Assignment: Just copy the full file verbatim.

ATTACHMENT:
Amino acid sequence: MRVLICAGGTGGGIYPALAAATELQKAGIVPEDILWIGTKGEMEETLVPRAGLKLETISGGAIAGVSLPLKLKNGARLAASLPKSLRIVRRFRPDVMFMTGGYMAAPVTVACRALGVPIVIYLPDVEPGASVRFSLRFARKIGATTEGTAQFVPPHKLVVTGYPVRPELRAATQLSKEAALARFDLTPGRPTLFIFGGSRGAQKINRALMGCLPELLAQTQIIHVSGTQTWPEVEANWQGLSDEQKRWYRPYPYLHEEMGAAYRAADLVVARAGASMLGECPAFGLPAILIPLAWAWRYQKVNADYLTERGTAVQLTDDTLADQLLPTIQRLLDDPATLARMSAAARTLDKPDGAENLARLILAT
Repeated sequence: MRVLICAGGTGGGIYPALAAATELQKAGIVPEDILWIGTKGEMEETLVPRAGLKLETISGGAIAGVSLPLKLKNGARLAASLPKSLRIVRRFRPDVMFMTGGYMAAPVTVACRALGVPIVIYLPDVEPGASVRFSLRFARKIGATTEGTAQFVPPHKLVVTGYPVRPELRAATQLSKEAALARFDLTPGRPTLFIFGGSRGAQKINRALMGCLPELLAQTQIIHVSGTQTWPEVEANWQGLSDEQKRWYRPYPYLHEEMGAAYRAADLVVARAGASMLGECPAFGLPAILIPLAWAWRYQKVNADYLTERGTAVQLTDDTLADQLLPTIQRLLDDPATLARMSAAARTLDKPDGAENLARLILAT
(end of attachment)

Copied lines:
Amino acid sequence: MRVLICAGGTGGGIYPALAAATELQKAGIVPEDILWIGTKGEMEETLVPRAGLKLETISGGAIAGVSLPLKLKNGARLAASLPKSLRIVRRFRPDVMFMTGGYMAAPVTVACRALGVPIVIYLPDVEPGASVRFSLRFARKIGATTEGTAQFVPPHKLVVTGYPVRPELRAATQLSKEAALARFDLTPGRPTLFIFGGSRGAQKINRALMGCLPELLAQTQIIHVSGTQTWPEVEANWQGLSDEQKRWYRPYPYLHEEMGAAYRAADLVVARAGASMLGECPAFGLPAILIPLAWAWRYQKVNADYLTERGTAVQLTDDTLADQLLPTIQRLLDDPATLARMSAAARTLDKPDGAENLARLILAT
Repeated sequence: MRVLICAGGTGGGIYPALAAATELQKAGIVPEDILWIGTKGEMEETLVPRAGLKLETISGGAIAGVSLPLKLKNGARLAASLPKSLRIVRRFRPDVMFMTGGYMAAPVTVACRALGVPIVIYLPDVEPGASVRFSLRFARKIGATTEGTAQFVPPHKLVVTGYPVRPELRAATQLSKEAALARFDLTPGRPTLFIFGGSRGAQKINRALMGCLPELLAQTQIIHVSGTQTWPEVEANWQGLSDEQKRWYRPYPYLHEEMGAAYRAADLVVARAGASMLGECPAFGLPAILIPLAWAWRYQKVNADYLTERGTAVQLTDDTLADQLLPTIQRLLDDPATLARMSAAARTLDKPDGAENLARLILAT